For example, if you tell the program that the variable x accepts an integer value and you input 3768372, you can now use x wherever you want instead of having to type the number again.

Learning variables and understanding when to use them is the first step to upgrading your tech skills. Variables can be very helpful when you are constantly using the same values or updating information based on the functions you run.

4. Strings

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Strings are one of the easiest-to-understand concepts in programming as they follow English rules. Their use can be quickly understood by novice programmers and strings are useful in almost every programming language.

A string is essentially just a sequence or string of letters that can be stored in a variable or printed when needed. They are most often used for letters, however, depending on the language you are coding in, they can be alphanumeric too.

A common example of a string is used in an error message when the user is prompted to input some text.

For instance, when you type your password to log in to any portal, a wrong password attempt will often lead to a pop-up that says “password is incorrect, click here to reset password”. This error message is a string.

5. Arrays

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Once you understand integers, variables, and strings, you will quickly realize how small these are compared to the amount of storage you might need.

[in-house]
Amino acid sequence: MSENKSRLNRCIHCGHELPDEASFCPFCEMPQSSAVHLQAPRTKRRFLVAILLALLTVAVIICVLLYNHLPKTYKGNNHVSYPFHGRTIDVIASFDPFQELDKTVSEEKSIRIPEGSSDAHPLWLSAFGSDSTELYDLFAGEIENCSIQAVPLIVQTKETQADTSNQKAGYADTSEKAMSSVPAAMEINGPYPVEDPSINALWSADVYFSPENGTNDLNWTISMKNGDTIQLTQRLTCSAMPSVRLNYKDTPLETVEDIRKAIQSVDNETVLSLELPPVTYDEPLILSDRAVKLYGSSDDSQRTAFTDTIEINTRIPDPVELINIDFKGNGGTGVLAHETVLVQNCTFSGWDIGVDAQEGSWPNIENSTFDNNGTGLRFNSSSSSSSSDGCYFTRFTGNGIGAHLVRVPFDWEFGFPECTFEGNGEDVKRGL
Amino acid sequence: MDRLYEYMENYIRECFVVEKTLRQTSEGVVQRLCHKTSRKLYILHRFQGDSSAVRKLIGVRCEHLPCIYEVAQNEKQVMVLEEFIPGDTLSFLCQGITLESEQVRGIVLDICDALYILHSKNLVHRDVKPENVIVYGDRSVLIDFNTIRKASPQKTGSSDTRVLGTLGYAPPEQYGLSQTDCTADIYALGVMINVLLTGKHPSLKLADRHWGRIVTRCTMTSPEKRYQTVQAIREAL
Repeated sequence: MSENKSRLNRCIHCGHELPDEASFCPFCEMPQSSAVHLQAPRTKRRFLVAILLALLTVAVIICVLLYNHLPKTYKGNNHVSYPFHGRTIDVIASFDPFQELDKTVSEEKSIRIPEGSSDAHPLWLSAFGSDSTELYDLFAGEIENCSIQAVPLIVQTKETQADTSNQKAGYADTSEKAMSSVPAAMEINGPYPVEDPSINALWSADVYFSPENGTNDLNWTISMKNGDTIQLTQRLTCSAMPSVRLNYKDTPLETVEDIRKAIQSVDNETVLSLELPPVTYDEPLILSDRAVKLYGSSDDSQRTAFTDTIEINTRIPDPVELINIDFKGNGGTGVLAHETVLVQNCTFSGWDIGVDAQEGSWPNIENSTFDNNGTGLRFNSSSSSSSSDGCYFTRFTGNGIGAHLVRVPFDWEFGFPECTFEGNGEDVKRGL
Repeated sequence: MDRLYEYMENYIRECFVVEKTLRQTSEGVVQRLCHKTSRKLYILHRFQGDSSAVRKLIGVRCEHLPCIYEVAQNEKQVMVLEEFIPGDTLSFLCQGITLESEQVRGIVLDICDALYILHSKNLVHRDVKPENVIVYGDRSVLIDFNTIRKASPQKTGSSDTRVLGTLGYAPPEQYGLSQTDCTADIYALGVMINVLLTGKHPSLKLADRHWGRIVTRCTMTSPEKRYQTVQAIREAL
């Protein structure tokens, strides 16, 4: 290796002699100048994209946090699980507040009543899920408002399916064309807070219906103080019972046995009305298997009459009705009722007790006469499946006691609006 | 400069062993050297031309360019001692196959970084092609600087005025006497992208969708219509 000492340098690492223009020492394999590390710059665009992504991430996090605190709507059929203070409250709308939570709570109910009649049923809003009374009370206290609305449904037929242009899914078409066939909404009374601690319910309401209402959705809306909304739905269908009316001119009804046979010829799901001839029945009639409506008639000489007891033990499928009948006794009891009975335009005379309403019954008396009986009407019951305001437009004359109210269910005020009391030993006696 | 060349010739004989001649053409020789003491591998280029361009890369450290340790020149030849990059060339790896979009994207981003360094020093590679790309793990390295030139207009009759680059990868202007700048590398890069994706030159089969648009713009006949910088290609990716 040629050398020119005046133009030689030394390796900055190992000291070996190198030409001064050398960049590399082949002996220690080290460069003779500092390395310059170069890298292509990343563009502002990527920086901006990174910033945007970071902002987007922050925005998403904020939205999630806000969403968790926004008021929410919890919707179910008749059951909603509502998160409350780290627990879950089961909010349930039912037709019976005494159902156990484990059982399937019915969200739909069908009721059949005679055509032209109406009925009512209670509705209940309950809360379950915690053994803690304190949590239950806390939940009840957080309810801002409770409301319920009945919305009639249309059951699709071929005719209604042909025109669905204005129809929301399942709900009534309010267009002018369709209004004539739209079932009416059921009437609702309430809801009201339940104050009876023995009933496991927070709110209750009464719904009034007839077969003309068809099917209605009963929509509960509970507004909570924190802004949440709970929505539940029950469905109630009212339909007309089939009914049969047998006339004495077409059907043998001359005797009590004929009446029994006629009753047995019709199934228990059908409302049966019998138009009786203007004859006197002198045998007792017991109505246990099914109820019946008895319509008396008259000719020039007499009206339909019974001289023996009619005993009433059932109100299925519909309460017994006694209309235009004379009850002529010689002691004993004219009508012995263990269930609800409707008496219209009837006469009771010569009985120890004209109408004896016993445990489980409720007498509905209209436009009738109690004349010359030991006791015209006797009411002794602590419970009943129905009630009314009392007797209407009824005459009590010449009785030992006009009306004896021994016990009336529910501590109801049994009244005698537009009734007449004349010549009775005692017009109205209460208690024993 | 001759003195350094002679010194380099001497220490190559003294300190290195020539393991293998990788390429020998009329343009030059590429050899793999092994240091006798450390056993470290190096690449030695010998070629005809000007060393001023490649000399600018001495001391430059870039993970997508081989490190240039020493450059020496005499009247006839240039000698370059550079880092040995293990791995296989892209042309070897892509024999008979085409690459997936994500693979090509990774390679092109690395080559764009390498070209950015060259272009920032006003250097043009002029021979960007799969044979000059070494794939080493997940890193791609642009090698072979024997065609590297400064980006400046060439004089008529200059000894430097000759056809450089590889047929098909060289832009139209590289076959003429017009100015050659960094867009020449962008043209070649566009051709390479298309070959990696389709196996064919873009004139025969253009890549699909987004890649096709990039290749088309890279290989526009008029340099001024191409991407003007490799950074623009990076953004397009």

For example, if you need to use 300 different integers over and over again in a program, you will need to create 300 variables that are set to integer parameters with each value.

This is where an array comes into play. An array is essentially a collection of values or data which can store the same type of data.

You can create an integer array, add all your 300 values in the array and just call the array name every time to simplify your program.

Once you learn or master arrays, you will be able to use matrices too which are just extended arrays.

You will also have to remember how indexing works to be able to call the exact position of a number in a matrix.


Before you start programming in Solidity, make sure you brush up on your basic concepts as Solidity is better understood by those that already have a basic understanding of coding.

These will help you become a better programmer overall regardless of the language you choose to progress your career and perform better in coding interviews.

Since coding interviews often require you to simplify and optimize your solutions, not knowing how the basics affect your code can make this extremely difficult. Hiring managers and interviewers will look for basic skills before they decide if you should be hired.

Additionally, you should also read and research a little bit about blockchain and Ethereum as they will be frequently mentioned in any Solidity course that you take.

An understanding of how the blockchain works, what a decentralized network is, and how Solidity fits into this will help you better understand what exactly you are doing.